It’s good to be anyone connected to La La Land right about now. Awards bodies are falling over themselves to shower the film with trophies (a record-setting 7 at the Golden Globes) and nominations (11 from the BAFTAs). In a couple of days select IMAX theaters around the world will kick out Rogue One to make room for La La, giving audiences a chance to see it again/for the first time on the biggest screen possible. And the soundtrack continues its steady climb up the Billboard charts
But shut up about all of that for a minute. This is an article about La La Land’s box office. Are you aware just how big of a hit La La Land, an honest to God original musical, is in the process of becoming?
Will it make as much as Rogue One?
Well, no, obviously not.
Or Sing? Or Moana? Or Doctor Strange? Or even Trolls?
Okay. Fine. Compared to Hollywood’s bread and butter, La La Land is a non-entity. Disney’s not exactly shaking in its yellow Mickey Mouse shoes. However, as IMAX’x CEO Greg Foster recently told THR, “2016 was about higher highs and lower lows. Only 26 titles in 2016 crossed $100 million domestically, the fewest in a decade.” As such, there isn’t a single $100m-grossing title among this year’s likely Best Picture nominees, although Arrival is awfully close ($94m).
La La Land could change that.
Behold, a fancy line chart comparing La La’s daily box office to four relatively recent Best Picture contenders which had similar release patterns, each of them playing in limited release for at least two weeks before expanding wide over Christmas:
If you can’t tell from the chart, at day 31 La La sits at $51m domestic. Here’s how that compares to the 31-day totals for the other films:
- The Big Short-$42m
- The Descendants-$26m
- Silver Linings Playbook-$16m
- The Imitation Game-$14m
And here’s how things turned out for all of those films:
Yep. La La Land is pacing ahead of every single one of them, and now it will receive at least a week-long boost from inflated IMAX ticket sales. So, in the long run it’s totally going to make at least as much as Silver Linings Playbook, and stand as the highest-grossing Best Picture contender of the year?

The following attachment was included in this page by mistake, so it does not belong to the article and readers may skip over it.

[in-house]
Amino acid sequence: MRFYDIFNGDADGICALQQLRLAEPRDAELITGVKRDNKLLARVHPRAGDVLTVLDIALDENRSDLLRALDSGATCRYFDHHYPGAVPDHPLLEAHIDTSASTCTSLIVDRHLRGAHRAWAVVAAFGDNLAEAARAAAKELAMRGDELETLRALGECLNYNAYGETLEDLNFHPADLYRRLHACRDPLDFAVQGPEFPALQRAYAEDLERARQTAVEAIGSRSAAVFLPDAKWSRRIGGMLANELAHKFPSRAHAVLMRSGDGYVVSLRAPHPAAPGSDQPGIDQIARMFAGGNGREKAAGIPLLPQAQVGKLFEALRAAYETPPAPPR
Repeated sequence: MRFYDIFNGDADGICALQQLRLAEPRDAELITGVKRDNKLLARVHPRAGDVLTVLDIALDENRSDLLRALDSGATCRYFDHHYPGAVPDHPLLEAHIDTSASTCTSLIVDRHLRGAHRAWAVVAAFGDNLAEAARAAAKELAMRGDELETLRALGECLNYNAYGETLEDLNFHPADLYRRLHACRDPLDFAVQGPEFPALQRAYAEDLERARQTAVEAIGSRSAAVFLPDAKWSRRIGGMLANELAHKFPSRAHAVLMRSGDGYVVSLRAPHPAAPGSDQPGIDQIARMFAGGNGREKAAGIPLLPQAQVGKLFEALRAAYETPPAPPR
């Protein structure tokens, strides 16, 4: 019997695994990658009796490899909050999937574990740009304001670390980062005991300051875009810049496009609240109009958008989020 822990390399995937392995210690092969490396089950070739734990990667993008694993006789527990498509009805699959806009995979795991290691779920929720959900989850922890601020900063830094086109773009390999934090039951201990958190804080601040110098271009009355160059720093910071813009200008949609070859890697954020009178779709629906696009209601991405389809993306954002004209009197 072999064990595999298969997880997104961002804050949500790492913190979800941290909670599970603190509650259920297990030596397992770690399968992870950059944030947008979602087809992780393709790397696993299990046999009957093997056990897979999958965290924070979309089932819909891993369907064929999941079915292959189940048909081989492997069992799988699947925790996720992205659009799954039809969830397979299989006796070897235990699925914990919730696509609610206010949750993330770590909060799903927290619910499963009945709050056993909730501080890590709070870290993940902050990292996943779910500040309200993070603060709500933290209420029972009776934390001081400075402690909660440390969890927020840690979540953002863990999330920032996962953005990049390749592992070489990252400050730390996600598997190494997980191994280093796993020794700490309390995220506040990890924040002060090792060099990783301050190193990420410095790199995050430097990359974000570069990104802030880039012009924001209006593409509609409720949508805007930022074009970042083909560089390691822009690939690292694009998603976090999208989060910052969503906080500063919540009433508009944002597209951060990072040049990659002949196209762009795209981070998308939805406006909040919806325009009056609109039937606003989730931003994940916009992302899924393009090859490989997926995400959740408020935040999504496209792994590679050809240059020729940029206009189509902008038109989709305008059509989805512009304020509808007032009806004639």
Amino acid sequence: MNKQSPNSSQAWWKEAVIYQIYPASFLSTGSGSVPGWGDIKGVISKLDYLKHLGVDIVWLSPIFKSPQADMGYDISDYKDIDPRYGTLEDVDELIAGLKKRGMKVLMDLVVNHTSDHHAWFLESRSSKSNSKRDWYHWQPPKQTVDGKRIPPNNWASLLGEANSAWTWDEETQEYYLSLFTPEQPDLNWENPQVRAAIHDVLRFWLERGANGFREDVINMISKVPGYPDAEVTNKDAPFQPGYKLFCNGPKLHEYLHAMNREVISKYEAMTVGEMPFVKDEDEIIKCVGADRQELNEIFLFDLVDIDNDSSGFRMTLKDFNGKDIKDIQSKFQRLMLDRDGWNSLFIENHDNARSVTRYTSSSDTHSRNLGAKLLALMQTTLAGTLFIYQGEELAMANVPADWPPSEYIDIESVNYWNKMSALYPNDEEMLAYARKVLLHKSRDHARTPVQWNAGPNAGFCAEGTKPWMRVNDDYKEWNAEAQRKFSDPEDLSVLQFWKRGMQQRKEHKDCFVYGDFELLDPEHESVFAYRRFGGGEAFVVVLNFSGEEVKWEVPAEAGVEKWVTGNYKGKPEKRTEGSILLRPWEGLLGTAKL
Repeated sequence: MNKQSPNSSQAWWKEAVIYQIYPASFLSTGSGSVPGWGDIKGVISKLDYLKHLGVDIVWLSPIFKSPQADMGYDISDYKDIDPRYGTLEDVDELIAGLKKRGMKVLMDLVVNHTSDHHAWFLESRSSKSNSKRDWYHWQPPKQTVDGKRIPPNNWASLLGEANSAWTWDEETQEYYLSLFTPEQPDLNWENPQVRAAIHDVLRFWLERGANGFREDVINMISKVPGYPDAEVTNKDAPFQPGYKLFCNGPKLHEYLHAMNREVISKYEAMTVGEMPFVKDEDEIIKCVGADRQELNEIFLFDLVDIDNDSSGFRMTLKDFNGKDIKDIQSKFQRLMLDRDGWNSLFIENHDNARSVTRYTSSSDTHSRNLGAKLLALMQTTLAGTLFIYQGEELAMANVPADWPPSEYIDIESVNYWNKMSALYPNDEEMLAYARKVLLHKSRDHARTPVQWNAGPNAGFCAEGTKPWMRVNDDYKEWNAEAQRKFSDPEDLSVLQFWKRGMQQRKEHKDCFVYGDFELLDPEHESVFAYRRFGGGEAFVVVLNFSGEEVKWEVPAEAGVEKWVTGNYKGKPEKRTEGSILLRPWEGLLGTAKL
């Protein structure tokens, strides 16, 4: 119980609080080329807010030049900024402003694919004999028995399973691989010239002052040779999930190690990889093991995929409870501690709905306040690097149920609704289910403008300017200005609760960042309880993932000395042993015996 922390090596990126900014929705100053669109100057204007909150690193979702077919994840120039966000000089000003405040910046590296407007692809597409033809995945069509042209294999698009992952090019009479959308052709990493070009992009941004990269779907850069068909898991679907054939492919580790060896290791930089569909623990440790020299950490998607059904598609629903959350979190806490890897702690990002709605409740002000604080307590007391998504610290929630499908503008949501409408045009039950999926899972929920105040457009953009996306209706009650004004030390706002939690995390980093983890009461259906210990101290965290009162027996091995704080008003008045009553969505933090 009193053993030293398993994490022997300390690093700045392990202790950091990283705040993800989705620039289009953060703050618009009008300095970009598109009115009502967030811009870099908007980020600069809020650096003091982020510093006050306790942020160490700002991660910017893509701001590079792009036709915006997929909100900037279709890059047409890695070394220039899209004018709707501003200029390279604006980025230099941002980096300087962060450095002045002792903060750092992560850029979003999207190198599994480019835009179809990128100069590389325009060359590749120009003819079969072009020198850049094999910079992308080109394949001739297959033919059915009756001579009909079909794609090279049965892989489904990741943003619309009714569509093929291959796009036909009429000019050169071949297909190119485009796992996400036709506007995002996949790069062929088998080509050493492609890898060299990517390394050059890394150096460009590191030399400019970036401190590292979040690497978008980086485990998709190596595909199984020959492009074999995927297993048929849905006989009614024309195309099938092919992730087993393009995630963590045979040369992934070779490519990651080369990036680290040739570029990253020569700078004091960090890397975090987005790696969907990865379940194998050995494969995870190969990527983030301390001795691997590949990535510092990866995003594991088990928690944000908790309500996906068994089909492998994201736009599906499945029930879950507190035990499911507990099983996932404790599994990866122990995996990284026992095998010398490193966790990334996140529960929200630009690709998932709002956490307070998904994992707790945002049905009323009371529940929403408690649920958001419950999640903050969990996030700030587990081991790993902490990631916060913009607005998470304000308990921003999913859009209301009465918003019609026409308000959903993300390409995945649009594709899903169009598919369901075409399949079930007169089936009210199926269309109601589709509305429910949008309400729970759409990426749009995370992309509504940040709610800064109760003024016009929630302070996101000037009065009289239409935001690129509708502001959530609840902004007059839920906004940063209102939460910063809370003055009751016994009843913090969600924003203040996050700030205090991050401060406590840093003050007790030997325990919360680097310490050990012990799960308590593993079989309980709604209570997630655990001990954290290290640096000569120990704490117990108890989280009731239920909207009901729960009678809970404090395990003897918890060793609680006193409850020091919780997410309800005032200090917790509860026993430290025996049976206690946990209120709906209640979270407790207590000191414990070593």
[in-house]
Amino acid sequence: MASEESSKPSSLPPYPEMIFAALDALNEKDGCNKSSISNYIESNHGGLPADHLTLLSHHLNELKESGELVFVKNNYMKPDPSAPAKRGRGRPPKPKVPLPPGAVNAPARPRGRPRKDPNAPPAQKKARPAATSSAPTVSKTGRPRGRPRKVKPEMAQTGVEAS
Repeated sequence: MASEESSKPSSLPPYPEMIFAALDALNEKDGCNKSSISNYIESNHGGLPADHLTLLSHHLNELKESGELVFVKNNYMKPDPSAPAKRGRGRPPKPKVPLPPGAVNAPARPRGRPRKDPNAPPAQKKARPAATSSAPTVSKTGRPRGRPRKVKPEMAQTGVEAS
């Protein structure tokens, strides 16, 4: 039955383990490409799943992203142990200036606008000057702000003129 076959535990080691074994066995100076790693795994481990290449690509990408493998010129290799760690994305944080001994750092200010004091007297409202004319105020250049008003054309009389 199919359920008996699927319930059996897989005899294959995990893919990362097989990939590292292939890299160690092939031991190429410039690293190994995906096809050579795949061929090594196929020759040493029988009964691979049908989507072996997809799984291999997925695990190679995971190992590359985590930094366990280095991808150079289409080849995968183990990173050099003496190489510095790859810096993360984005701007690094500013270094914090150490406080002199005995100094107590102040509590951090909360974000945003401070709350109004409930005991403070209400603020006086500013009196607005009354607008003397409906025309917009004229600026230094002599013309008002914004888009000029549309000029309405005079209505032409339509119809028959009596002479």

Not necessarily. The release patterns between the four films I picked as comparisons are similar to La La’s but not identical. Silver Linings, for example, actually had several more weeks than La La to organically build up its word of mouth before expanding wide over Christmas. Plus, Jennifer Lawrence was still red hot off of Hunger Games, and there was less of a chance of a backlash since unlike La La Silver Linings was nominated for Golden Globes and other awards but didn’t exactly sweep everywhere it went, more typically losing in most categories other than Best Actress for Lawrence.
Also, more films, particularly awards-contending films, than seemingly ever before were jam-packed into late-December this awards season. La La Land emerged the victor of the first wave, but now the second wave comes with nationwide expansions of Hidden Figures, Patriot’s Day, Live By Night, Silence, The Founder and 20th Century Women along with wide releases of various actions movies, teen dramas and micro-budget horror flicks. The competition will be fierce. It’s already claimed poor, under seen A Monster Calls.
Point being: Just because La La Land is pacing ahead of similar films doesn’t mean that trend will absolutely, definitely 100% hold up. But, wow, it might. Either way, a domestic gross between $70m-$137m is guaranteed at this point. Damien Chazelle tried to get this movie made for 6 years. Lionsgate was finally the studio to take a chance on him and his crazy, non-commercial sounding idea. An original musical? In this day and age? Who will actually go see something like that? Turns out, lots of people.